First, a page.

* Incidents highlight Israeli border security worries
* Barak hopes for quiet summer
By Douglas Hamilton
JERUSALEM, Aug 6 (Reuters) - Israel has Iranian-supported enemies in Lebanon to the north and Gaza to the south. Its back to the sea is safe. But security on its eastern border may be threatened if hostile Iran expands into an unstable Iraq.
Israeli analysts differ on the risk of encirclement by enemy forces allied to Tehran, on the degree to which Hamas and Hezbollah will do Iran’s bidding, and on the chances of Iran gaining greater leverage in Baghdad via its Shi’ite connections.
They agree, however, that despite going to war in Lebanon in 2006 and Gaza in 2009, Israel has left powerful Iranian allies in place on these flanks. Of the two, the Hezbollah movement of Lebanon poses a more serious threat than Gaza’s Hamas.
“I hope we’ll have a quiet summer and things will get back on track,” said Defence Minister Ehud Barak, after rocket attacks in the south, which he blamed on Hamas, and lethal fire in the far north with Lebanon’s army which did not, according to Israeli statements, involve Hezbollah.
There is no sign that the incidents were linked. What they may portend is hard to gauge. Israel’s greatest concern with Iran is, of course, to stop its suspected nuclear arms project. But the risk of border conflict may be more immediate. “It’s impossible to predict when violence could occur,” says Ephraim Kam of the Institute for National Security Studies. “The situation is volatile and violence could erupt any time.”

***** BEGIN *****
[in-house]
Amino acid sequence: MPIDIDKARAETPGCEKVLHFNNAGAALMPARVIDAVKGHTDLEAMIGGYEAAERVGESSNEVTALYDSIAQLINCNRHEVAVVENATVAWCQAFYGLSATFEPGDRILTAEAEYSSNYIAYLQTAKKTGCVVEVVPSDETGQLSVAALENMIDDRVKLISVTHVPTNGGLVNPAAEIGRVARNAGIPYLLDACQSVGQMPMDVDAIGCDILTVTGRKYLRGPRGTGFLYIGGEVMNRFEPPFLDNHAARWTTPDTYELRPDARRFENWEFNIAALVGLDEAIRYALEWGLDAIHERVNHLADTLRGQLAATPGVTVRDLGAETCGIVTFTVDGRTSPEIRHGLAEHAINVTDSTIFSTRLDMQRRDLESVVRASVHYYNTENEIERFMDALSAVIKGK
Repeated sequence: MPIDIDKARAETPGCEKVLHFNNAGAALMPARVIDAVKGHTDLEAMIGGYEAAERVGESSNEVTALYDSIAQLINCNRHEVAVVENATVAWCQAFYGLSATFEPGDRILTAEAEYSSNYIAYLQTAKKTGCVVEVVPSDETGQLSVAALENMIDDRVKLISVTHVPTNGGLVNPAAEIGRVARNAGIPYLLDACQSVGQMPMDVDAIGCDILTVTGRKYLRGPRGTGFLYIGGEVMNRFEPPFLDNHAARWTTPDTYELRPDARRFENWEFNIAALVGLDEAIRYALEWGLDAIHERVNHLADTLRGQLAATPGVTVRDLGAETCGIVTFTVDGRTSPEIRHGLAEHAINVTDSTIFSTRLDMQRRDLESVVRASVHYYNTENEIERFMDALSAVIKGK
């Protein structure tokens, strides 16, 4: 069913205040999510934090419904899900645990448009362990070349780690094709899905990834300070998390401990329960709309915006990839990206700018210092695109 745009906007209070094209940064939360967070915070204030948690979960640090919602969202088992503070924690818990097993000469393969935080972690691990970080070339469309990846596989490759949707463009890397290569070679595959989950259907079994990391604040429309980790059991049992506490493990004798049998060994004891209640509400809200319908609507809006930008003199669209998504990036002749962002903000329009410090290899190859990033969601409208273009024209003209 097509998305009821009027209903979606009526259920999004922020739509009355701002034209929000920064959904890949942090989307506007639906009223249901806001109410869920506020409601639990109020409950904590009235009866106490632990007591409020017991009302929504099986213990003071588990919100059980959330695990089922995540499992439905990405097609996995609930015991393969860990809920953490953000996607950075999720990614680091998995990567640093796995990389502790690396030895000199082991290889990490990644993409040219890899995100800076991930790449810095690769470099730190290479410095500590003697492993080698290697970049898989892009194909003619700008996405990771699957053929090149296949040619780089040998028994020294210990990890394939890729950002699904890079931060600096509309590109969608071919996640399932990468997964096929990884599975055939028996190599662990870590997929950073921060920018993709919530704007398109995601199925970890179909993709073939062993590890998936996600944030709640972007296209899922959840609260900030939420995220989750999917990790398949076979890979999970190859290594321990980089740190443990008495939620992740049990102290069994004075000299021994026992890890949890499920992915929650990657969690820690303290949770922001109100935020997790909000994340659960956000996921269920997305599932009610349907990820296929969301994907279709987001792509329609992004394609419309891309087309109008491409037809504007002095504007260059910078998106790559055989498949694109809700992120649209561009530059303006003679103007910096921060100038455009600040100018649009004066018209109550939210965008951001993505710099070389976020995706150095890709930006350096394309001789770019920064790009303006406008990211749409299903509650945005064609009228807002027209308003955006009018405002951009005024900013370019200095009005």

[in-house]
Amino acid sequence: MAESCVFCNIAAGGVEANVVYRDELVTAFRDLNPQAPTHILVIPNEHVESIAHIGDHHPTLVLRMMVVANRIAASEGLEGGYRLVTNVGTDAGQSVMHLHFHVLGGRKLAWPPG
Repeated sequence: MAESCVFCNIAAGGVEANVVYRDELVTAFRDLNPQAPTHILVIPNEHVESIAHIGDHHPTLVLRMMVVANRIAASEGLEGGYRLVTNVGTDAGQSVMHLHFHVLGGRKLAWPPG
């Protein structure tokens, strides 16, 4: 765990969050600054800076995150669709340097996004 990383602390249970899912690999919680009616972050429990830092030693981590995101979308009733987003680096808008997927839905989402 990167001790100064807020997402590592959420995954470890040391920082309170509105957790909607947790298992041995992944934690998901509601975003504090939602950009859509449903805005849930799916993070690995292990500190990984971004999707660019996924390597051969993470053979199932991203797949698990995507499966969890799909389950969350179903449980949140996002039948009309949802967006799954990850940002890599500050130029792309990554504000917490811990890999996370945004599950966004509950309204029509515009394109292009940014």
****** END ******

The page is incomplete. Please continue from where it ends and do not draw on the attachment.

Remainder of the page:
Israel made peace with Egypt in 1979 and peace with eastern neighbour Jordan in 1994. Peace with a demilitarized Palestinian state in the West Bank would reinforce Israel’s security, deepening its eastern buffer of non-hostile states.
There is a risk that violence overtakes diplomacy before a breakthrough can be achieved with the Palestinians. A war might raise Israeli security demands and Palestinian scepticism to a point that they scupper already remote prospects of a treaty.
A rocket strike from Gaza on the city of Ashkelon last Friday broke a year of calm there after a devastating Israeli offensive of Dec-Jan 2008-09 against Hamas.
A Gaza rocket on Saturday smashed into a children’s centre in nearby Sderot. No one was injured in either strike. Israel’s air force retaliated, killing a Hamas military commander in an attack on the Gaza Strip.
On Monday, a rocket salvo from the Egyptian Sinai overshot Israel’s Red Sea resort of Eilat, killing a man in Jordan’s Aqaba resort. It was “without a doubt” fired by Iranian-backed Hamas, said Israeli Prime Minister Benjamin Netanyahu, warning of harsh retaliation if repeated. Hamas issued a denial.
On Tuesday at the other end of the country, Lebanese gunfire — from an army sniper by the Israeli account — hit two Israeli officers as they watched a tree-pruning operation on the security fence below the U.N. “Blue Line”.
Lebanon’s army says it first fired warning shots, then Israelis fired at their soldiers, who shot back in turn.
An Israeli colonel died. Israeli artillery and tank fire then killed two Lebanese soldiers and a journalist. Both countries worked to keep the lid on after that. But it was the worst incident in four years of relative calm since the 2006 war.